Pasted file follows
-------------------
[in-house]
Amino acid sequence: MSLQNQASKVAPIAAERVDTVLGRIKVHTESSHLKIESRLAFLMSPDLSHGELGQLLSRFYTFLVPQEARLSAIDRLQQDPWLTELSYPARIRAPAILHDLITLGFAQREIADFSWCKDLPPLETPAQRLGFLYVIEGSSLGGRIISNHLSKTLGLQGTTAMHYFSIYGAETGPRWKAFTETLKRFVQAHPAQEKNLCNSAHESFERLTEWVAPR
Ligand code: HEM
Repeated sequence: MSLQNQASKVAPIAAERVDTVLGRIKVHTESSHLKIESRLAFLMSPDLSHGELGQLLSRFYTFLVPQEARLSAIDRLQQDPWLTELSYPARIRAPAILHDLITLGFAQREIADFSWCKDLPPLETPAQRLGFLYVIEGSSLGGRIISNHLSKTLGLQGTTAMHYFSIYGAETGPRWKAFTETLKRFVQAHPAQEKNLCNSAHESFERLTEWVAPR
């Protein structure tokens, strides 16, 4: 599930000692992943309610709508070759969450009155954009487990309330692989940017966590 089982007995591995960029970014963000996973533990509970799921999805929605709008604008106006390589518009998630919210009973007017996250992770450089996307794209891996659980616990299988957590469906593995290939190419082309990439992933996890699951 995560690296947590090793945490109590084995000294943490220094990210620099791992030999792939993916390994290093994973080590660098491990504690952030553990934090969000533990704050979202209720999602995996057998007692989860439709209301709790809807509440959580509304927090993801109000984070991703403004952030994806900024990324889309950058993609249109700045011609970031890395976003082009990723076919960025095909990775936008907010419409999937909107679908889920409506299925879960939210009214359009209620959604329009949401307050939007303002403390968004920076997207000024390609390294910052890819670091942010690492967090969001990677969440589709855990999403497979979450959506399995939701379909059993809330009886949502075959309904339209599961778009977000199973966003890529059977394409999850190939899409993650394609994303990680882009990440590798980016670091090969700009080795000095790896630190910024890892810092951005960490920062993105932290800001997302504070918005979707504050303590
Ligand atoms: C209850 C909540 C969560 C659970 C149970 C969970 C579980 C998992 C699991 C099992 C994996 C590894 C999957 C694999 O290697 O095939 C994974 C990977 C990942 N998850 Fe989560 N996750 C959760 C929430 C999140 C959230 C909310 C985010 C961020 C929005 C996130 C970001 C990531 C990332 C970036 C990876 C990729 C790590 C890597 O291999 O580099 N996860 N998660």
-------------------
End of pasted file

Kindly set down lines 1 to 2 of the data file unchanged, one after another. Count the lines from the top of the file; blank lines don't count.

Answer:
[in-house]
Amino acid sequence: MSLQNQASKVAPIAAERVDTVLGRIKVHTESSHLKIESRLAFLMSPDLSHGELGQLLSRFYTFLVPQEARLSAIDRLQQDPWLTELSYPARIRAPAILHDLITLGFAQREIADFSWCKDLPPLETPAQRLGFLYVIEGSSLGGRIISNHLSKTLGLQGTTAMHYFSIYGAETGPRWKAFTETLKRFVQAHPAQEKNLCNSAHESFERLTEWVAPR